CAPE PORPOISE — We had a 20-minute wait to sit down in a bar called the Ramp, literally down a ramp from the pavement at this scenic point of land. But I was more than content.

For one, we’d been intending to review a place up the road, had called to confirm it was open on Sunday night, and had arrived to find it closed at 5:30 p.m.

There was no one there to keep it open, I guess — perhaps because they had all driven over to the Ramp.

I had the best lobster roll of my life at the Ramp last summer, so I was pretty sure the rest of the menu was top-notch.

“Mighty battle forces take French beachhead as the battle begins,” blazed the framed headline hung above us on a rafter. On the RFK Stadium scoreboard, there were two minutes left in the quarter. In the bathroom, a poster for a concert by Ella Fitzgerald made me sigh. At no moment was I at a loss for something to read. The walls, the ceiling, the doors all sport sports stuff, and cabinets hold signed baseballs and mitts.

Owner and chef Pete Morency has been adding to this haul for most of his life.

With his wife, Kate Morency, who is the dining room manager, the building formerly called Seascapes Restaurant has been a focus of social life and great eating since 2003, and I envy the locals’ luck having this place within a quick drive.

The Ramp has a small seating area outside, and in the summer, a drink under the bright-yellow umbrellas at the edge of the pier can’t be beat. Even now, folks linger outside, wrapped up in their coats trying to prolong the summer with a glass of wine clutched in their hands.

Children and families keep the room busy early — and although one distraught father tried to apologize to me and the bar generally for his upset kid, it hardly seemed to disrupt the noisy, happy atmosphere.

Even on an apparently short-staffed night, the woman in charge of the bar and tending to about 25 of us didn’t let a speck of stress bubble up from her brisk, relentless activity.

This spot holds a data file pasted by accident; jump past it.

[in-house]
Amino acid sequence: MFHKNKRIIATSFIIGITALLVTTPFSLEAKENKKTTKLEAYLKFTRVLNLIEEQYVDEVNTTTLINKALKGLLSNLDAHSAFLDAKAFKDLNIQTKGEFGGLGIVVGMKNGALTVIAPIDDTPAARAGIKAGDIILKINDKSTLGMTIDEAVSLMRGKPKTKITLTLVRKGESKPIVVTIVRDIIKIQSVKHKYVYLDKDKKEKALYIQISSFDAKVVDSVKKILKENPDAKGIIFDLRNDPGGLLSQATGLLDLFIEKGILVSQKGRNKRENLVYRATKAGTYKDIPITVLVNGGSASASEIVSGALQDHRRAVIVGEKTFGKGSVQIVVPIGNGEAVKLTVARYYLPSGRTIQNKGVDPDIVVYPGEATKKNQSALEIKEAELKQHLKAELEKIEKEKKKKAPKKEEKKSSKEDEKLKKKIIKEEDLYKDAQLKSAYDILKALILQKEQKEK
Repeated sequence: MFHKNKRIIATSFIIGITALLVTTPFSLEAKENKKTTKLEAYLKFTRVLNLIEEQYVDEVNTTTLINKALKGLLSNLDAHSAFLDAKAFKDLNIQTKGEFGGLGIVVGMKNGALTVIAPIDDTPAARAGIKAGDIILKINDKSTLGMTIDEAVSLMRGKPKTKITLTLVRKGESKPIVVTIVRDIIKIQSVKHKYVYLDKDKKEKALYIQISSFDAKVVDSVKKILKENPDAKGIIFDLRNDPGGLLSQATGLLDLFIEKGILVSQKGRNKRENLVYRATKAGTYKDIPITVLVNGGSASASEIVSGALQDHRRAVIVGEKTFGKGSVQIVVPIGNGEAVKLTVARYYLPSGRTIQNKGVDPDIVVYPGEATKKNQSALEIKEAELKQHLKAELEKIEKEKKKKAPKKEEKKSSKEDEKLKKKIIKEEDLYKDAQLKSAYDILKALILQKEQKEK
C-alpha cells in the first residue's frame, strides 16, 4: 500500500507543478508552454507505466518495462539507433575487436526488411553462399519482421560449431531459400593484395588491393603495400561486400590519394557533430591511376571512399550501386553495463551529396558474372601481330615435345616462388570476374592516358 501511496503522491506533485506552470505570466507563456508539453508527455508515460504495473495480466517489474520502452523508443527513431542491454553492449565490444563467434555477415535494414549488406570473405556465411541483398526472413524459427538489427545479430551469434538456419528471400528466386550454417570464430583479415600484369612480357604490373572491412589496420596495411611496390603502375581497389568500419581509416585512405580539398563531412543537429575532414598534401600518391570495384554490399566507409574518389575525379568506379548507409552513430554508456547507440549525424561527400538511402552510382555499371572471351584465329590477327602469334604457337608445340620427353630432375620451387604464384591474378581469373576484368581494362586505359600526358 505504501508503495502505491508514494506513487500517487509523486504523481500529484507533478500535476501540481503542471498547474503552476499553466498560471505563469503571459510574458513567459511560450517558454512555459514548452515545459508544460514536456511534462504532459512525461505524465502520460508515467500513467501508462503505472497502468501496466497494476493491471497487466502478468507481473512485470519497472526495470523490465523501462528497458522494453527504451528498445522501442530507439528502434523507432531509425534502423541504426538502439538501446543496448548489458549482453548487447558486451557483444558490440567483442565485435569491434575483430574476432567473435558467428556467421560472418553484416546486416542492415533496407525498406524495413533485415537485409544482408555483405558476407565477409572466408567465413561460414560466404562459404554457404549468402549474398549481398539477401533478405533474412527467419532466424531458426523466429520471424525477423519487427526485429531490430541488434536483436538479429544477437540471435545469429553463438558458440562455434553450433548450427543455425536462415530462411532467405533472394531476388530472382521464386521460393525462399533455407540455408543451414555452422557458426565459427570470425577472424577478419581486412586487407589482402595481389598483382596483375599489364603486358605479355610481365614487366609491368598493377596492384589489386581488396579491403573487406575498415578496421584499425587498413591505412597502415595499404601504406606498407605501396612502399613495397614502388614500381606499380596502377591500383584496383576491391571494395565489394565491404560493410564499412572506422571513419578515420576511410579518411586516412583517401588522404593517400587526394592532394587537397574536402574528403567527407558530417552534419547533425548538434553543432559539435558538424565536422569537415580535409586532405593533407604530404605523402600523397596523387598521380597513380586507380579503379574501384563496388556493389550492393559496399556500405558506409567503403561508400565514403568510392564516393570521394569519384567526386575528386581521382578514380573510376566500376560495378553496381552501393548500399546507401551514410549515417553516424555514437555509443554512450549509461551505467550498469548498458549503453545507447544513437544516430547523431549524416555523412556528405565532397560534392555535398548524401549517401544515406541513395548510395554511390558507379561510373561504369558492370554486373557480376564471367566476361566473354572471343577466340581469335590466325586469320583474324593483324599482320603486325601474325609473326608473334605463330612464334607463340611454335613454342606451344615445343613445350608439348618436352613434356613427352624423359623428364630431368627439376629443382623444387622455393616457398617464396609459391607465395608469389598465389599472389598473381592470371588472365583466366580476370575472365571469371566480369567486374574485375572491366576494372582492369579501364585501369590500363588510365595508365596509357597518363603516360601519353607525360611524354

Big pours of wine might be one reason. The Yangarra Shiraz ($8.50), a fruity, meaty red, and Nieto Senetiner Malbec Reserva ($8) could warm up and soothe just about anyone.

Fried clams are on the bar menu with slaw and fries, ($18) and as an appetizer on the longer menu served with house remoulade, a well-made thin mayonnaise. The crunchy clams were light gold and still tender, but small and lacking the big bellies that hold lots of juice.

We gobbled them up happily.

The crab cakes ($14) with a rocket and shaved fennel salad were flecked with chopped red pepper, something I have never quite cottoned to, preferring crab cakes unadulterated by just about anything.

However, these were chock-full of crab, and the meat’s sweet, delicate flavor predominated, while the fresh arugula and crunchy fennel made refreshing bites in between.

Wild cod ($24) with pesto gnocchi and pea tendrils was perfect in almost every way — the fish translucent and shimmering, flaking into its signature fat slices of moist, mild white fish. Tender but creamy gnocchi robed in aromatic pesto sauce went alongside with perfect felicity. But the chalky flavor of the pea tendrils wasn’t my cup of tea, although they certainly looked pretty.

Chicken with dumplings ($19) was another pleaser, and although fresh thyme was running rampant in the sauce, the chicken was tender and good. Creamy gravy, toothsome dumplings, carrots and snap peas made it another fall menu prize.

That lobster roll last summer achieved immortality (at least, as long as my memory holds) by combining slightly warm, tender and delicate chunks of lobster, tail and claw, with creamy mayo inside a buttered, hot toasted bun.

The “pulled pig” sandwich ($9) hails from North Carolina. Spaghetti and meatballs, chicken taquitos ($10), an 8-ounce burger ($10) and penne Bolognese ($18) make a meal here thoroughly appealing on a cool fall night.

Dessert is highly recommended.

Apple tarte tatin ($8) might cost almost as much as the pork sandwich, but it is heaven, with buttery, tender pastry, warm caramelized apples and vanilla bean gelato as smooth as silk.

The blueberry tart ($8) in a cylindrical pastry cup was dark brown and crunchy, but held blueberries that had lost some moisture and couldn’t impress with their juicy marvelous taste.

Strong coffee in a footed glass cup reinvigorated our satiated senses before the drive north on winding Route 9.


N.L. English is a Portland freelance writer and the author of “Chow Maine: The Best Restaurants, Cafes, Lobster Shacks and Markets on the Coast.” Visit English’s Web site,